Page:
As this excellent summary (or obituary) on the Australian Administrative Review Council (ARC) indicates, the sad news of its intended abolition is not unexpected. As a former member of the Administrative Justice and Tribunals Council (AJTC), which was abolished in August 2013, I am especially saddened as my evidence to the Leggatt Review of Tribunals on the reform of the Council of Tribunals drew heavily on the ARC. Sir Andrew visited Australia, and his report and its recommendations show the influence of Australian developments, not least in the proposal for a super-tribunal, although the First-tier Tribunal is not as extensive as he recommended.
Both the ARC and the AJTC were abolished as part of efficiency drives and in my view, it is counter-intuitive to abolish bodies whose roles included the promotion of efficiency. One of the difficulties in government is the fairly rapid turnover of staff and policy initiatives which, combined with the tendency to operate in silos, means that institutional memory is diminished and there is a lack of awareness of the experience of what others are doing in similar activities. It was his appreciation of the depth and breadth of the Council on Tribunals’ experience and expertise that led to his recommendation that the Council’s role should be to act as ‘the hub of the wheel of administrative justice’. This was what the AJTC was seeking to do.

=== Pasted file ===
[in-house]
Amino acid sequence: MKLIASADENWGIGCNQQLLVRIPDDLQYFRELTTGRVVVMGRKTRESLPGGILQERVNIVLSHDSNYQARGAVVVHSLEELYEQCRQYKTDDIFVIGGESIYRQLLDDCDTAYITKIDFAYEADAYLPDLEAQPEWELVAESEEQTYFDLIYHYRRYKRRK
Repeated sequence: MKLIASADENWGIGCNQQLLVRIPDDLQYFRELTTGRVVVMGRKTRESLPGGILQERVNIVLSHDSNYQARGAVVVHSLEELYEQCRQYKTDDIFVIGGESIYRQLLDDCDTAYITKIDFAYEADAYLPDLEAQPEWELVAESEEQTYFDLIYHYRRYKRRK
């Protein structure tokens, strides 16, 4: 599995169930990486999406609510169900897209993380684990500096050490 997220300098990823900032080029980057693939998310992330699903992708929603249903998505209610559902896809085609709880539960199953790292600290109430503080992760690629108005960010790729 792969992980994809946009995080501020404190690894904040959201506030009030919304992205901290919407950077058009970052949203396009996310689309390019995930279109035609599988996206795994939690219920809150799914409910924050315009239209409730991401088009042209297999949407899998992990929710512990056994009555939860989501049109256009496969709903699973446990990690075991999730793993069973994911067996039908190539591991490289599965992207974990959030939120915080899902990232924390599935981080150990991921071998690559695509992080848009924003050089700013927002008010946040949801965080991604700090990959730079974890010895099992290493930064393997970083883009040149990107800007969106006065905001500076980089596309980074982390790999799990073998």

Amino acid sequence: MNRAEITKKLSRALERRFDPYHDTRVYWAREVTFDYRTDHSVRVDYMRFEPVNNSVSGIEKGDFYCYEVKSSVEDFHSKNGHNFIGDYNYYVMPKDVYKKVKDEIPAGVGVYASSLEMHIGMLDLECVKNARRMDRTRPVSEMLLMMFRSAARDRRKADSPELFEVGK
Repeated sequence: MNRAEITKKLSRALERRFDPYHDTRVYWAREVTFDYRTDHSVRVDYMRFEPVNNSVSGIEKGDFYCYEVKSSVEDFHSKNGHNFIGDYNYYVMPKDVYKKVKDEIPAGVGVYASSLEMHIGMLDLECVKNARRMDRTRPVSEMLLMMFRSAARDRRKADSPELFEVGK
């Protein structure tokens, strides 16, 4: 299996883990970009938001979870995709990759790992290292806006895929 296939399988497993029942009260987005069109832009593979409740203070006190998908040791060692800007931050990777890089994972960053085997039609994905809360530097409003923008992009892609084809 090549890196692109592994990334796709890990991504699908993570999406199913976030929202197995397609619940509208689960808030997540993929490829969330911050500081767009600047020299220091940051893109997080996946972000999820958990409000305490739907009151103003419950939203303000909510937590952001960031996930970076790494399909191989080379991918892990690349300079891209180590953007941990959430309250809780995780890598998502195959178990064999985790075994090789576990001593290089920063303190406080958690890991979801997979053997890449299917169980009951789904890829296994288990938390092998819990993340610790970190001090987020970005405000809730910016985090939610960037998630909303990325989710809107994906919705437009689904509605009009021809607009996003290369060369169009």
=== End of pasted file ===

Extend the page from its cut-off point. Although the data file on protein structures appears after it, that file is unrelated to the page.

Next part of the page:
The AJTC has gone and the ARC is to follow it, but there is UKAJI and the longer-established Australian Institute of Administrative Law. Both of these organisations act as hubs or forums for the exchange of information and opinion amongst various stakeholders. This is done with a view, I would suggest, to making the administrative justice system and its delivery of governmental and public services accessible, fair and efficient. Such work is always important but especially so when budgets for governmental and public services are declining.
Brian Thompson is Senior Lecturer at University of Liverpool School of Law.